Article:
As we learned early on in class, a museum is an organized, permanent, nonprofit institution that serves both an educational and aesthetic purpose. A museum has a professional staff that cares for tangible objects and presents them to the public in a way that will make sense to visitors. I would argue that museums are pillars of the communities that they physically reside in, and provide educational activities, community gatherings, and thought-provoking exhibitions.

When I applied for the fellowship that I am currently doing at the museum, I remember asking myself “why is this opportunity attractive to me, why do I feel it is important to work at a museum?” I thought back to my childhood, which was scattered with personal and school-organized trips to museums in New England. You don’t realize it as a kid, but the family rooms and kids’ activities are prepping you to become an adult “museum person”. They teach you how to creatively look at the exhibits, and how to utilize the opportunities at a museum. They inspire a sense of curiosity.

I eventually concluded that I wanted to work at a museum because it felt like entering the epicenter of lifelong learning. Museums are a place to be enjoyed from childhood throughout your entire life. You can visit the same museum 100 times and still continue to learn something new on each visit. Museums can teach you about yourself, your community, the land you reside on, or cultures that you have not experienced. Later down the road, I know our class will learn about the different departments in the museum that make the institution a whole. I love seeing all the working parts of a museum come together for an enlightening experience.

I recently came across this article about London’s National Portrait Gallery purchasing a condemned public toilet-turned-ticket kiosk behind their main building for £3 million (about $3.6 million.) At first, I was stunned by the price tag for this acquisition, but upon learning more, I was surprised at how they plan to use the space. The toilet has about 250 sq ft of space on the surface level, but actually has a winding staircase that leads to an underground space of a little under 2,000 sq ft. The Portrait Gallery plans to use the location as an exhibition space, pending approval for construction.

I find this acquisition of space very interesting. Museums are pushing boundaries on how to display objects. There is no longer this rigid equation that requires taking items, placing them in a glass case, and pasting information nearby. Museum teams, including design staff, curators, collections managers, and education professionals want visitors to experience thought-enhancing spaces, that do not just exist for the objects, but rather enhance the object-viewing experience.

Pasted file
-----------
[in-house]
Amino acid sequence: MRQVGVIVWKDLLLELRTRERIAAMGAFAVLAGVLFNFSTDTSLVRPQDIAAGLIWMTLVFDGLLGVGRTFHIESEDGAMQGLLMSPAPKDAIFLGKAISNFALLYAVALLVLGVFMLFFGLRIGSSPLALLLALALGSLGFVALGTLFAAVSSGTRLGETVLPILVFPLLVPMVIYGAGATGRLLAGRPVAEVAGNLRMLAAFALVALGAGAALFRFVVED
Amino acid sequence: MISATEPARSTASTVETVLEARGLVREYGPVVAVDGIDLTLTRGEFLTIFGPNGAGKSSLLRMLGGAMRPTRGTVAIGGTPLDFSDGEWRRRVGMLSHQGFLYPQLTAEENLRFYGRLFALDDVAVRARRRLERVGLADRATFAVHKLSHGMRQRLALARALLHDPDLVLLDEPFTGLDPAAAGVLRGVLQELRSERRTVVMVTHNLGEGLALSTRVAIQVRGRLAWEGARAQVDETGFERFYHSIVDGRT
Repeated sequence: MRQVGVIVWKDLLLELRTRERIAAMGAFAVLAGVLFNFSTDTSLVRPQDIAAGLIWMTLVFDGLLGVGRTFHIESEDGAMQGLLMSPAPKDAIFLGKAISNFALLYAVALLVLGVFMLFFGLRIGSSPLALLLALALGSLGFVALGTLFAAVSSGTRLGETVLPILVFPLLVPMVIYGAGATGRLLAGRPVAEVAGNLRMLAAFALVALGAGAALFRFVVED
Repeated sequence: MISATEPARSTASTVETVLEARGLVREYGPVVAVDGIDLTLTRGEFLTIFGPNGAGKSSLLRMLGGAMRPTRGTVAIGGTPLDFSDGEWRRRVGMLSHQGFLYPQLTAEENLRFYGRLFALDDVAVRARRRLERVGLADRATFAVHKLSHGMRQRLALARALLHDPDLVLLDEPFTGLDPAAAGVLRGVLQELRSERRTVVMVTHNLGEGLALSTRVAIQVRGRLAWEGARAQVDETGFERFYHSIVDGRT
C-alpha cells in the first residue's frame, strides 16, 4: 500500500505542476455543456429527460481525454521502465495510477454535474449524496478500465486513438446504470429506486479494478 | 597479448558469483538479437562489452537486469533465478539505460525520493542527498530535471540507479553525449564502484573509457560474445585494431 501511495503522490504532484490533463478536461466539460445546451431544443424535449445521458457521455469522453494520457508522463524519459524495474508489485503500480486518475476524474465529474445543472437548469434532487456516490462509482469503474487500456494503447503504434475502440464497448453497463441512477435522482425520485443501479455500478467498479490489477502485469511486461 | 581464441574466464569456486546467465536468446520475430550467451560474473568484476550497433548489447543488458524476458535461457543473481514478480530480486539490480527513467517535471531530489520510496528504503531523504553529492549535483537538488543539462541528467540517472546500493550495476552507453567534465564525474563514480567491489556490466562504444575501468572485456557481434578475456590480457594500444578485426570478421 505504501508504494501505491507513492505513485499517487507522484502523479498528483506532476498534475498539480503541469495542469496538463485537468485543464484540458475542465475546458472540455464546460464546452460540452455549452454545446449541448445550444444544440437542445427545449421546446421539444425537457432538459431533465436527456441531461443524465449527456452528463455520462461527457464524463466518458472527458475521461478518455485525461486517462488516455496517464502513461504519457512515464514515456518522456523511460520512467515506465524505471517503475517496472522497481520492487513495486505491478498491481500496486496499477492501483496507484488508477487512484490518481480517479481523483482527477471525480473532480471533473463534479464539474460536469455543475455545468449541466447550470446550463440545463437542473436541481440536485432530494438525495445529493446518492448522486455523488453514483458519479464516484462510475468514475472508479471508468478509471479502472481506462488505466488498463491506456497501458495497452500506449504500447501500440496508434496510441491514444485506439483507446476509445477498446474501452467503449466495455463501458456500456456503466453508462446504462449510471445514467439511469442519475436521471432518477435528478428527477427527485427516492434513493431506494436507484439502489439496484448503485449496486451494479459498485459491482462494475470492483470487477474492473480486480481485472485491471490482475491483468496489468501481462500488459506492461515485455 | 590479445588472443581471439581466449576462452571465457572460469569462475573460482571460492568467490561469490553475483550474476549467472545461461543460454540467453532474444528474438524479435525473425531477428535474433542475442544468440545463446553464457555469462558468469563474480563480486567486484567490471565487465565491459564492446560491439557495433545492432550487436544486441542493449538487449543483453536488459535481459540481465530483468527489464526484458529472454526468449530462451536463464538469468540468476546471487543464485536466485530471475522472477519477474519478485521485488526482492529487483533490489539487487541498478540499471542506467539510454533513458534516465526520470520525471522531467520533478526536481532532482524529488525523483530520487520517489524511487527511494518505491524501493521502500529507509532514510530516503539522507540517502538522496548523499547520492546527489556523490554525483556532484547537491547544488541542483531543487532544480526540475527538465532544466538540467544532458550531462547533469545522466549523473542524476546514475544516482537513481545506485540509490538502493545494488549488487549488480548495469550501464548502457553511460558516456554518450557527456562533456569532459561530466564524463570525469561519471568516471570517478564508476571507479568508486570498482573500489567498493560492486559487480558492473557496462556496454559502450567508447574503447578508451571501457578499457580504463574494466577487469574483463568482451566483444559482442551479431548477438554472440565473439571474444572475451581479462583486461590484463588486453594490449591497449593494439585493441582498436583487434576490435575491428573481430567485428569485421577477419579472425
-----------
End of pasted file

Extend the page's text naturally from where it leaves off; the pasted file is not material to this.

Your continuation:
My question for the class (knowing that I am a little behind the times on this post…) is what makes a museum an experience for you? Is it being able to bring your sketchbook and sit in the gallery? Do you prefer digital exhibits? What makes a museum space special?

A beautiful 2-story glass case in the lobby of the Natural History Museum of Utah in Salt Lake City.
Photo by Maxine Laberge, January 2022.
Gallery space in the Natural History Museum of Utah.
Photo by Maxine Laberge, January 2022.

2 Thoughts to “What is a Museum?”

  1. MoHagani Magnetek

    I can really relate to, “… like entering the epicenter of lifelong learning. Museums are a place to be enjoyed from childhood throughout your entire life. You can visit the same museum 100 times and still continue to learn something new on each visit,” because that sums up all of my museum experiences in life and most likely for millions of the people in the world as well. What makes a museum experience for me is being able to lean in close to read the labels of artifacts and to step back away to take in the entire breath of a piece of art. Though I don’t sketch, I often taken my journal and write poems while I’m visiting a museum. I write poems because they are condense my thoughts for notes to look at later.

  2. Angela Linn

    Thanks for sharing about your thoughts before joining our museum team – you have the rare opportunity to be able to peek into all the areas of the museum and help present them to the public in an accessible way, through our social media and other outreach venues! Museums need to be able to appeal to people of all ages and from all backgrounds, and they should be able to see themselves represented in the galleries and collections. Our communications and visitor services departments are essential front line staff who are in direct contact with the visiting public – it’s a valuable two-way street of information exchange!

    I love the article you shared about the Portrait Gallery and their new acquisition – it’s true it’s a CRAZY amount of money to pay for a Victorian restroom but what an exciting proposition to create a new space that might be made accessible for a whole different demographic of visitors – late night visitors! This is my biggest regret, that our facility is mostly inaccessible to folks who work a conventional 9-5 work schedule. I’d love to see us open late at least a few nights each month (not that I’d be able to stay awake to see it!).

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